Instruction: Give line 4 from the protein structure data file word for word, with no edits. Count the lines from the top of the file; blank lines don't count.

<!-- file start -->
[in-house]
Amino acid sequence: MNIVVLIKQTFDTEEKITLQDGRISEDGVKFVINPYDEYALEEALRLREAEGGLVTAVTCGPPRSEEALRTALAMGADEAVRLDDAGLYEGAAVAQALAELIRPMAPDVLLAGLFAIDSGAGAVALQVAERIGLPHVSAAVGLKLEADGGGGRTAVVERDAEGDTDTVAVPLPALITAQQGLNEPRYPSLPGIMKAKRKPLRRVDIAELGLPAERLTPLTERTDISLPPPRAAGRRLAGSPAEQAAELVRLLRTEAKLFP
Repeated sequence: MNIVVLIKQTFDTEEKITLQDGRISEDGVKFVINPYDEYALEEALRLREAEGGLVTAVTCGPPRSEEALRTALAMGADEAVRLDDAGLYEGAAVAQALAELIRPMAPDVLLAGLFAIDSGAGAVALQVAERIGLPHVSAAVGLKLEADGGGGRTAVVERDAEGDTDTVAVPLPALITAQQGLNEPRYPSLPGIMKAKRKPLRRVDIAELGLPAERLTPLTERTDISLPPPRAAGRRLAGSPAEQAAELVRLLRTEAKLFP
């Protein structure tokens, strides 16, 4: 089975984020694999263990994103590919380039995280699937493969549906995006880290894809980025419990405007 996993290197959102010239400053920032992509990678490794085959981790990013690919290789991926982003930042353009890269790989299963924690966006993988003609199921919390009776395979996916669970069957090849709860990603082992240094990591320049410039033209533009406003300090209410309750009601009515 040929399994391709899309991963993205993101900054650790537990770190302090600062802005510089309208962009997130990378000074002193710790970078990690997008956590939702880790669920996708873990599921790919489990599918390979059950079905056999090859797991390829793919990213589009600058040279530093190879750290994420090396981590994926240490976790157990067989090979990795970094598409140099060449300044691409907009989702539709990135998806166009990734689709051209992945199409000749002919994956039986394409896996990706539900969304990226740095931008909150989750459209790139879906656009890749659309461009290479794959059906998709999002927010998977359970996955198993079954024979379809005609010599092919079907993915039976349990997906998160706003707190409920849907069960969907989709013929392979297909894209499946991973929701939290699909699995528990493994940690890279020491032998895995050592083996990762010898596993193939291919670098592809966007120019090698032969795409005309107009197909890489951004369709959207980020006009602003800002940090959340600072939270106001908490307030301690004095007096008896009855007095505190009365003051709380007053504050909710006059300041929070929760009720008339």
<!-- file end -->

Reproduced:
């Protein structure tokens, strides 16, 4: 089975984020694999263990994103590919380039995280699937493969549906995006880290894809980025419990405007 996993290197959102010239400053920032992509990678490794085959981790990013690919290789991926982003930042353009890269790989299963924690966006993988003609199921919390009776395979996916669970069957090849709860990603082992240094990591320049410039033209533009406003300090209410309750009601009515 040929399994391709899309991963993205993101900054650790537990770190302090600062802005510089309208962009997130990378000074002193710790970078990690997008956590939702880790669920996708873990599921790919489990599918390979059950079905056999090859797991390829793919990213589009600058040279530093190879750290994420090396981590994926240490976790157990067989090979990795970094598409140099060449300044691409907009989702539709990135998806166009990734689709051209992945199409000749002919994956039986394409896996990706539900969304990226740095931008909150989750459209790139879906656009890749659309461009290479794959059906998709999002927010998977359970996955198993079954024979379809005609010599092919079907993915039976349990997906998160706003707190409920849907069960969907989709013929392979297909894209499946991973929701939290699909699995528990493994940690890279020491032998895995050592083996990762010898596993193939291919670098592809966007120019090698032969795409005309107009197909890489951004369709959207980020006009602003800002940090959340600072939270106001908490307030301690004095007096008896009855007095505190009365003051709380007053504050909710006059300041929070929760009720008339």